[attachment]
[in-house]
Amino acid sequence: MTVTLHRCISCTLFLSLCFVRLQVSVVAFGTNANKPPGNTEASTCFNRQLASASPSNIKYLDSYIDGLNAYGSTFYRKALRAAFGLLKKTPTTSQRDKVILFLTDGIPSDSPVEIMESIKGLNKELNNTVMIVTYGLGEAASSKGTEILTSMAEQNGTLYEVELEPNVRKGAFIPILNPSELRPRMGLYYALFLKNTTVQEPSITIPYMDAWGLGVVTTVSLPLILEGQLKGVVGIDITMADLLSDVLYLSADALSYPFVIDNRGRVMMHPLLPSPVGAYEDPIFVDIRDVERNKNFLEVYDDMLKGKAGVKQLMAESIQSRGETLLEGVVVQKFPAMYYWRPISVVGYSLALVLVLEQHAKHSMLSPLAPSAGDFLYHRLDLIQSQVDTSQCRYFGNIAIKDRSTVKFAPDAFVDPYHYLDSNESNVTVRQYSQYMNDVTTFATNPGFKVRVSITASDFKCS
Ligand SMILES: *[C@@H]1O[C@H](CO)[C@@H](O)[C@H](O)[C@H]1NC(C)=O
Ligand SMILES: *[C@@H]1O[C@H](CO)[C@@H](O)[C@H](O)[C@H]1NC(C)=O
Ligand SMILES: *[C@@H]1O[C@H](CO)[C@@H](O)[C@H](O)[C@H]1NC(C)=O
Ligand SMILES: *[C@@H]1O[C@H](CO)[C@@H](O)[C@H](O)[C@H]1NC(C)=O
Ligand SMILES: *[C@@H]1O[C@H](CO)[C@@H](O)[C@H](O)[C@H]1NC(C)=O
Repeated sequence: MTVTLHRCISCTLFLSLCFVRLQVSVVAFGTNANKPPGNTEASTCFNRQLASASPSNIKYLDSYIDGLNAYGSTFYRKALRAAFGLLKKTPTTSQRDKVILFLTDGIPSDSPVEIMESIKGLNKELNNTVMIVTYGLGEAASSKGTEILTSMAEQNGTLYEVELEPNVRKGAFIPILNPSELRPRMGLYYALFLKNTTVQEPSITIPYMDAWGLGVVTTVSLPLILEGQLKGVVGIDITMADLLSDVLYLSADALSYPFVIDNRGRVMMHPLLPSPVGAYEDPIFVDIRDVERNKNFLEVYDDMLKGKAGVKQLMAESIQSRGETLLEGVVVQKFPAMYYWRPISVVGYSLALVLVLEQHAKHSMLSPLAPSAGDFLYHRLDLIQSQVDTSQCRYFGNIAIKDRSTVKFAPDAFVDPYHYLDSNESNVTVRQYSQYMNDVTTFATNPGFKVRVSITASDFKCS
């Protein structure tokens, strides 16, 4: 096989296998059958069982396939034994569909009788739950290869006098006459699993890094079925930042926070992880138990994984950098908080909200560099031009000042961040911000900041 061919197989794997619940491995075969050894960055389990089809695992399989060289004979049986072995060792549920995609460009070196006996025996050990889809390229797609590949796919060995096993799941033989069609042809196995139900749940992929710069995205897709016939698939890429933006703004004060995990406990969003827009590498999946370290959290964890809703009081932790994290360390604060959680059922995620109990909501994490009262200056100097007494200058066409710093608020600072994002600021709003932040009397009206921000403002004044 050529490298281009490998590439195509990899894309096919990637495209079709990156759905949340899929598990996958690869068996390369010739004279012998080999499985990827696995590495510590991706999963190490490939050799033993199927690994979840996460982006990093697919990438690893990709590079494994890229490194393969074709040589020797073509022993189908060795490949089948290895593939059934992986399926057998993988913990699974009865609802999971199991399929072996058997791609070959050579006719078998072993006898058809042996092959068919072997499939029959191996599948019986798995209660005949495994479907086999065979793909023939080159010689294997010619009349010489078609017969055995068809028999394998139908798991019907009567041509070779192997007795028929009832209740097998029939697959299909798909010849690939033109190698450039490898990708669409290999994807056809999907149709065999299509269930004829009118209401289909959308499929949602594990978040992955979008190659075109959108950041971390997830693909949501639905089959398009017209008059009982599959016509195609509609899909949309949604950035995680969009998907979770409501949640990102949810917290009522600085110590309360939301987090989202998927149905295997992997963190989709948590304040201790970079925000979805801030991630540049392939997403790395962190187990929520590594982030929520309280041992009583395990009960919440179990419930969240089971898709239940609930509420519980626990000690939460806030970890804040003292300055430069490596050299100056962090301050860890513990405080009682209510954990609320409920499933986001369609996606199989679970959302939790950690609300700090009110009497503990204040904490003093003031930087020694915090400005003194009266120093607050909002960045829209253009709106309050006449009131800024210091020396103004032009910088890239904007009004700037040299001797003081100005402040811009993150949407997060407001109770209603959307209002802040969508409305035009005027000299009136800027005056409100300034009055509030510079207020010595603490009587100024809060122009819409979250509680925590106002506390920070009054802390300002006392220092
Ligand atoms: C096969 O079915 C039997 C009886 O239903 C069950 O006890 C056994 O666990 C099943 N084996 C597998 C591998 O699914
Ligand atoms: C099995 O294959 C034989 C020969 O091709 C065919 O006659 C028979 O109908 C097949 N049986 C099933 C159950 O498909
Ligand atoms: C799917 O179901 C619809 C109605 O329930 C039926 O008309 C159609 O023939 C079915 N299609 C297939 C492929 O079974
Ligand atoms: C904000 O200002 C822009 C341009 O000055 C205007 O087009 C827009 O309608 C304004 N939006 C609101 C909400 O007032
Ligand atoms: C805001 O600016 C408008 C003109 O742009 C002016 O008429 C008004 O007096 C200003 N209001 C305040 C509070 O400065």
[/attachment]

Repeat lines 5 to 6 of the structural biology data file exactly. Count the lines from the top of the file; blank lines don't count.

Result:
Ligand SMILES: *[C@@H]1O[C@H](CO)[C@@H](O)[C@H](O)[C@H]1NC(C)=O
Ligand SMILES: *[C@@H]1O[C@H](CO)[C@@H](O)[C@H](O)[C@H]1NC(C)=O